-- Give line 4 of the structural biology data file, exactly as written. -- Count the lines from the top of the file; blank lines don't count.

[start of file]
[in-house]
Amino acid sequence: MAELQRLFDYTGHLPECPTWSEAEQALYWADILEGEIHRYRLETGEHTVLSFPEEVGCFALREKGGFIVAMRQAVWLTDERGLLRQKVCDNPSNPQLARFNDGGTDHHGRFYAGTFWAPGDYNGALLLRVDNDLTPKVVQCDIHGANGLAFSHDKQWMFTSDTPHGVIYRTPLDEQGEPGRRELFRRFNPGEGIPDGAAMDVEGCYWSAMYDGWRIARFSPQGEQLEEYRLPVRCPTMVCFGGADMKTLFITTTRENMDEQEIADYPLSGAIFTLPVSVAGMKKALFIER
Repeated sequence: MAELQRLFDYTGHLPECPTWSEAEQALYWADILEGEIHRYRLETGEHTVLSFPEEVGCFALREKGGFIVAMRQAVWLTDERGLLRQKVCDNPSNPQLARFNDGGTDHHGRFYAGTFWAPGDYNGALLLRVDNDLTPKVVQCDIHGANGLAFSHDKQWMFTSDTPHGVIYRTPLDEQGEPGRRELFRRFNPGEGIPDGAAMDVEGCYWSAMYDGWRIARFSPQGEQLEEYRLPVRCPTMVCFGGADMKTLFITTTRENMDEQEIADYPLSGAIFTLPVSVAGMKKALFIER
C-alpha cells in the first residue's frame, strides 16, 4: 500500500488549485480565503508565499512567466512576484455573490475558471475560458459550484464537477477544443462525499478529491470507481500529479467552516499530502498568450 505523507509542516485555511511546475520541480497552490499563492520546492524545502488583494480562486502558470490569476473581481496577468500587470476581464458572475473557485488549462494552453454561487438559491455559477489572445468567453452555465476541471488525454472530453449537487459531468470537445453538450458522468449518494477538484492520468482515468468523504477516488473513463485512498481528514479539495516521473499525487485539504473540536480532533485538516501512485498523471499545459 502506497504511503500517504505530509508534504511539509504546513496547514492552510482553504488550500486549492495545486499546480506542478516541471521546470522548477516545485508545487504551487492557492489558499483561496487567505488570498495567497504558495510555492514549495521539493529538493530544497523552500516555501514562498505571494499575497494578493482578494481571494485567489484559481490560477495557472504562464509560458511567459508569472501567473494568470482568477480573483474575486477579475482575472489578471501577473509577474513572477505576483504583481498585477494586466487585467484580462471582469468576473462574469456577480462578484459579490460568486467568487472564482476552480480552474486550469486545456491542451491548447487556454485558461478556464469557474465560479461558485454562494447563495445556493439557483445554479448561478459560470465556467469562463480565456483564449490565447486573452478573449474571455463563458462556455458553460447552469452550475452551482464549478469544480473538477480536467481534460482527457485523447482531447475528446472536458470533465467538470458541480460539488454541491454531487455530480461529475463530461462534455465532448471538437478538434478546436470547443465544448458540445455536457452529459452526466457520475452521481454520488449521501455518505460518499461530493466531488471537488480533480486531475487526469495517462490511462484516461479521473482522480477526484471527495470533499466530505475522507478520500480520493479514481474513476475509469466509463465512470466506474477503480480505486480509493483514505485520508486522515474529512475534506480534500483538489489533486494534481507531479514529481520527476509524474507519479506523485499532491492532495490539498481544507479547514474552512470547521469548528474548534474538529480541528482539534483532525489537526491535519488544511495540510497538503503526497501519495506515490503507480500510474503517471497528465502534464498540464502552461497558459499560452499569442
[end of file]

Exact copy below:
C-alpha cells in the first residue's frame, strides 16, 4: 500500500488549485480565503508565499512567466512576484455573490475558471475560458459550484464537477477544443462525499478529491470507481500529479467552516499530502498568450 505523507509542516485555511511546475520541480497552490499563492520546492524545502488583494480562486502558470490569476473581481496577468500587470476581464458572475473557485488549462494552453454561487438559491455559477489572445468567453452555465476541471488525454472530453449537487459531468470537445453538450458522468449518494477538484492520468482515468468523504477516488473513463485512498481528514479539495516521473499525487485539504473540536480532533485538516501512485498523471499545459 502506497504511503500517504505530509508534504511539509504546513496547514492552510482553504488550500486549492495545486499546480506542478516541471521546470522548477516545485508545487504551487492557492489558499483561496487567505488570498495567497504558495510555492514549495521539493529538493530544497523552500516555501514562498505571494499575497494578493482578494481571494485567489484559481490560477495557472504562464509560458511567459508569472501567473494568470482568477480573483474575486477579475482575472489578471501577473509577474513572477505576483504583481498585477494586466487585467484580462471582469468576473462574469456577480462578484459579490460568486467568487472564482476552480480552474486550469486545456491542451491548447487556454485558461478556464469557474465560479461558485454562494447563495445556493439557483445554479448561478459560470465556467469562463480565456483564449490565447486573452478573449474571455463563458462556455458553460447552469452550475452551482464549478469544480473538477480536467481534460482527457485523447482531447475528446472536458470533465467538470458541480460539488454541491454531487455530480461529475463530461462534455465532448471538437478538434478546436470547443465544448458540445455536457452529459452526466457520475452521481454520488449521501455518505460518499461530493466531488471537488480533480486531475487526469495517462490511462484516461479521473482522480477526484471527495470533499466530505475522507478520500480520493479514481474513476475509469466509463465512470466506474477503480480505486480509493483514505485520508486522515474529512475534506480534500483538489489533486494534481507531479514529481520527476509524474507519479506523485499532491492532495490539498481544507479547514474552512470547521469548528474548534474538529480541528482539534483532525489537526491535519488544511495540510497538503503526497501519495506515490503507480500510474503517471497528465502534464498540464502552461497558459499560452499569442